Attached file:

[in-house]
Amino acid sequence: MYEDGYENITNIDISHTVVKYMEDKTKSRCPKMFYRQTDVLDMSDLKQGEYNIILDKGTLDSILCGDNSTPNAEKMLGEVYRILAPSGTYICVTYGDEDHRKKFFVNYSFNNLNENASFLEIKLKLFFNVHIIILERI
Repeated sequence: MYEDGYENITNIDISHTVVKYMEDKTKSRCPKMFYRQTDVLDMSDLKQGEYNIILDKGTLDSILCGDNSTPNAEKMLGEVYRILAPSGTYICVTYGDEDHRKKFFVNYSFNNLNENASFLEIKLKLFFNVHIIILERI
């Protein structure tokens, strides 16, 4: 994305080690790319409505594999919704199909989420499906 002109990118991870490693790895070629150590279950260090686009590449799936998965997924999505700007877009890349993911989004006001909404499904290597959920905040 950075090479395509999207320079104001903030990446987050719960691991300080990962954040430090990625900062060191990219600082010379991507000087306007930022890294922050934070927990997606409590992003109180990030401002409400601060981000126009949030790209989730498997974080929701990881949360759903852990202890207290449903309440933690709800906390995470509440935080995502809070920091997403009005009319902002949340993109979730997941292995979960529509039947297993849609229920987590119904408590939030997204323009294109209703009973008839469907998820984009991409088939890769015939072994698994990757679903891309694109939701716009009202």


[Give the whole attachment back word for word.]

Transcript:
[in-house]
Amino acid sequence: MYEDGYENITNIDISHTVVKYMEDKTKSRCPKMFYRQTDVLDMSDLKQGEYNIILDKGTLDSILCGDNSTPNAEKMLGEVYRILAPSGTYICVTYGDEDHRKKFFVNYSFNNLNENASFLEIKLKLFFNVHIIILERI
Repeated sequence: MYEDGYENITNIDISHTVVKYMEDKTKSRCPKMFYRQTDVLDMSDLKQGEYNIILDKGTLDSILCGDNSTPNAEKMLGEVYRILAPSGTYICVTYGDEDHRKKFFVNYSFNNLNENASFLEIKLKLFFNVHIIILERI
């Protein structure tokens, strides 16, 4: 994305080690790319409505594999919704199909989420499906 002109990118991870490693790895070629150590279950260090686009590449799936998965997924999505700007877009890349993911989004006001909404499904290597959920905040 950075090479395509999207320079104001903030990446987050719960691991300080990962954040430090990625900062060191990219600082010379991507000087306007930022890294922050934070927990997606409590992003109180990030401002409400601060981000126009949030790209989730498997974080929701990881949360759903852990202890207290449903309440933690709800906390995470509440935080995502809070920091997403009005009319902002949340993109979730997941292995979960529509039947297993849609229920987590119904408590939030997204323009294109209703009973008839469907998820984009991409088939890769015939072994698994990757679903891309694109939701716009009202």